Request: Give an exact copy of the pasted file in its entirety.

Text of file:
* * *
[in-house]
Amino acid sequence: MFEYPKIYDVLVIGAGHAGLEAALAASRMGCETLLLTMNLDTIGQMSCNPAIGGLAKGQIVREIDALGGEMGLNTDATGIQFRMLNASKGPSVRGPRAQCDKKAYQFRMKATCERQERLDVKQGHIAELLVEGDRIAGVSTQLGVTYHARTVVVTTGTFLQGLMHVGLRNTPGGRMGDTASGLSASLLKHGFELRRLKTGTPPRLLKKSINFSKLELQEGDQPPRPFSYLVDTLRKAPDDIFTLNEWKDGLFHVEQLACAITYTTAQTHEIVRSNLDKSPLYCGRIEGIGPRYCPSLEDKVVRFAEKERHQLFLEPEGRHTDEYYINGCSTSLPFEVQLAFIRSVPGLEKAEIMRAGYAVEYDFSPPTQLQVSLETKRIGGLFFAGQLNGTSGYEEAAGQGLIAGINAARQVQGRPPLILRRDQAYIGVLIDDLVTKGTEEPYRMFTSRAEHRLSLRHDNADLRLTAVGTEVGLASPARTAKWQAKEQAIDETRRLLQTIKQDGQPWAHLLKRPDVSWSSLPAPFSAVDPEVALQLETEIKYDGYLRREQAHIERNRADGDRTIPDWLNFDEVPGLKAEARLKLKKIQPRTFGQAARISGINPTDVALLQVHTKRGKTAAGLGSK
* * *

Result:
[in-house]
Amino acid sequence: MFEYPKIYDVLVIGAGHAGLEAALAASRMGCETLLLTMNLDTIGQMSCNPAIGGLAKGQIVREIDALGGEMGLNTDATGIQFRMLNASKGPSVRGPRAQCDKKAYQFRMKATCERQERLDVKQGHIAELLVEGDRIAGVSTQLGVTYHARTVVVTTGTFLQGLMHVGLRNTPGGRMGDTASGLSASLLKHGFELRRLKTGTPPRLLKKSINFSKLELQEGDQPPRPFSYLVDTLRKAPDDIFTLNEWKDGLFHVEQLACAITYTTAQTHEIVRSNLDKSPLYCGRIEGIGPRYCPSLEDKVVRFAEKERHQLFLEPEGRHTDEYYINGCSTSLPFEVQLAFIRSVPGLEKAEIMRAGYAVEYDFSPPTQLQVSLETKRIGGLFFAGQLNGTSGYEEAAGQGLIAGINAARQVQGRPPLILRRDQAYIGVLIDDLVTKGTEEPYRMFTSRAEHRLSLRHDNADLRLTAVGTEVGLASPARTAKWQAKEQAIDETRRLLQTIKQDGQPWAHLLKRPDVSWSSLPAPFSAVDPEVALQLETEIKYDGYLRREQAHIERNRADGDRTIPDWLNFDEVPGLKAEARLKLKKIQPRTFGQAARISGINPTDVALLQVHTKRGKTAAGLGSK